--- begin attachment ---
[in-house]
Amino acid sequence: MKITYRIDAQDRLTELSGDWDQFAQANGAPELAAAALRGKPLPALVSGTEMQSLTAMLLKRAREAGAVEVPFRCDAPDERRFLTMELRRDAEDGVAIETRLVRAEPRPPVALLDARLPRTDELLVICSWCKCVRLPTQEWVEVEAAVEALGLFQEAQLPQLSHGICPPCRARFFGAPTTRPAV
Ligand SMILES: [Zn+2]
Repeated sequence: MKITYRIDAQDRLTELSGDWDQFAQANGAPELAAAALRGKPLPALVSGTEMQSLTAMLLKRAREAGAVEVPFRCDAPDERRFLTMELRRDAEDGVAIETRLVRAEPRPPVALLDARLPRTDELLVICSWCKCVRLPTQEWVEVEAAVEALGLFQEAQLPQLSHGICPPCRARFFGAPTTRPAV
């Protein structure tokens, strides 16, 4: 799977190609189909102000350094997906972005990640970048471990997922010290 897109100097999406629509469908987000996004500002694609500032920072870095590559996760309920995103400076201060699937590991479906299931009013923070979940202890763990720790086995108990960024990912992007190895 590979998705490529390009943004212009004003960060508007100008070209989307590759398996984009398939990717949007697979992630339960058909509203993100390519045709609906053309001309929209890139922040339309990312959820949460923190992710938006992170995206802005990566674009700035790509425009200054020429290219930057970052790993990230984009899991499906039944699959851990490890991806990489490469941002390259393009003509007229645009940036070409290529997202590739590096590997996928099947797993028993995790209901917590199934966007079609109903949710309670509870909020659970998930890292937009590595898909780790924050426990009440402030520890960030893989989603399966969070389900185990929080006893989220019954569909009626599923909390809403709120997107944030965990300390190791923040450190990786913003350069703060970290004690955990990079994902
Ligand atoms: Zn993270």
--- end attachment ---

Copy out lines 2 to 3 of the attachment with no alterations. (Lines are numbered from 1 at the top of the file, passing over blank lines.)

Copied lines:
Amino acid sequence: MKITYRIDAQDRLTELSGDWDQFAQANGAPELAAAALRGKPLPALVSGTEMQSLTAMLLKRAREAGAVEVPFRCDAPDERRFLTMELRRDAEDGVAIETRLVRAEPRPPVALLDARLPRTDELLVICSWCKCVRLPTQEWVEVEAAVEALGLFQEAQLPQLSHGICPPCRARFFGAPTTRPAV
Ligand SMILES: [Zn+2]